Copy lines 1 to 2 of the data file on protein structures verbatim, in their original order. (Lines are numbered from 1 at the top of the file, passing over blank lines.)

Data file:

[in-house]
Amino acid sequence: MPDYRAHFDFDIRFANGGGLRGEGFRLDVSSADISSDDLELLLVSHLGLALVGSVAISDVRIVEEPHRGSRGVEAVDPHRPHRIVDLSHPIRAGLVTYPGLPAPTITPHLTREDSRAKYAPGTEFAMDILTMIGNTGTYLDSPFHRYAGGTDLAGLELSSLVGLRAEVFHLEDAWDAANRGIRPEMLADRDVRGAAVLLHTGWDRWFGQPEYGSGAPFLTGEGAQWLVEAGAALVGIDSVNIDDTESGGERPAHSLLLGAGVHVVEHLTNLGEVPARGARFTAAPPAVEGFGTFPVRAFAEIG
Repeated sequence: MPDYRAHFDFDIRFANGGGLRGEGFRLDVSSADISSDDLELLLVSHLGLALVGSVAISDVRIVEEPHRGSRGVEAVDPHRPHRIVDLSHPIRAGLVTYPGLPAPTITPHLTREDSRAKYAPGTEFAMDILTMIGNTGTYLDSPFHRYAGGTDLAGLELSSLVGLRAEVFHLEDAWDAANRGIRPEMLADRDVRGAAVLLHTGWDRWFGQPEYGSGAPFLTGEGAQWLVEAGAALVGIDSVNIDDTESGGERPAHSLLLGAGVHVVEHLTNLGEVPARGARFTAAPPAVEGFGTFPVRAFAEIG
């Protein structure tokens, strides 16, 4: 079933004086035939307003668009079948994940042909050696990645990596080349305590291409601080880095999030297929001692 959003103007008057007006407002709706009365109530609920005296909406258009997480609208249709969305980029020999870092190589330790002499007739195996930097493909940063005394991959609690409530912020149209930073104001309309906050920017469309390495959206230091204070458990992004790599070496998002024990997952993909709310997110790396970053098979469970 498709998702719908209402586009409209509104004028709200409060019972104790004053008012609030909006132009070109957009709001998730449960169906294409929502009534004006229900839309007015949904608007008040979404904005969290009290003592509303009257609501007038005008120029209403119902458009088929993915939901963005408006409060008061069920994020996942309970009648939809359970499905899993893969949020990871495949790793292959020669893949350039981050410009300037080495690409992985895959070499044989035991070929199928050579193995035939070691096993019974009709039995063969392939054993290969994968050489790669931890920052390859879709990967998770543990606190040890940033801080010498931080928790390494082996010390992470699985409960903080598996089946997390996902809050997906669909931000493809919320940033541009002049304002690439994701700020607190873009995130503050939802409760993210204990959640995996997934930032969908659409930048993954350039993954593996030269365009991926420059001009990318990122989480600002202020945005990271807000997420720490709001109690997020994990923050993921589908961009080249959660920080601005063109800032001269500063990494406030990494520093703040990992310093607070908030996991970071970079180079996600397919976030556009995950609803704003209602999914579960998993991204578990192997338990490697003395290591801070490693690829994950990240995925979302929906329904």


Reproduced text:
[in-house]
Amino acid sequence: MPDYRAHFDFDIRFANGGGLRGEGFRLDVSSADISSDDLELLLVSHLGLALVGSVAISDVRIVEEPHRGSRGVEAVDPHRPHRIVDLSHPIRAGLVTYPGLPAPTITPHLTREDSRAKYAPGTEFAMDILTMIGNTGTYLDSPFHRYAGGTDLAGLELSSLVGLRAEVFHLEDAWDAANRGIRPEMLADRDVRGAAVLLHTGWDRWFGQPEYGSGAPFLTGEGAQWLVEAGAALVGIDSVNIDDTESGGERPAHSLLLGAGVHVVEHLTNLGEVPARGARFTAAPPAVEGFGTFPVRAFAEIG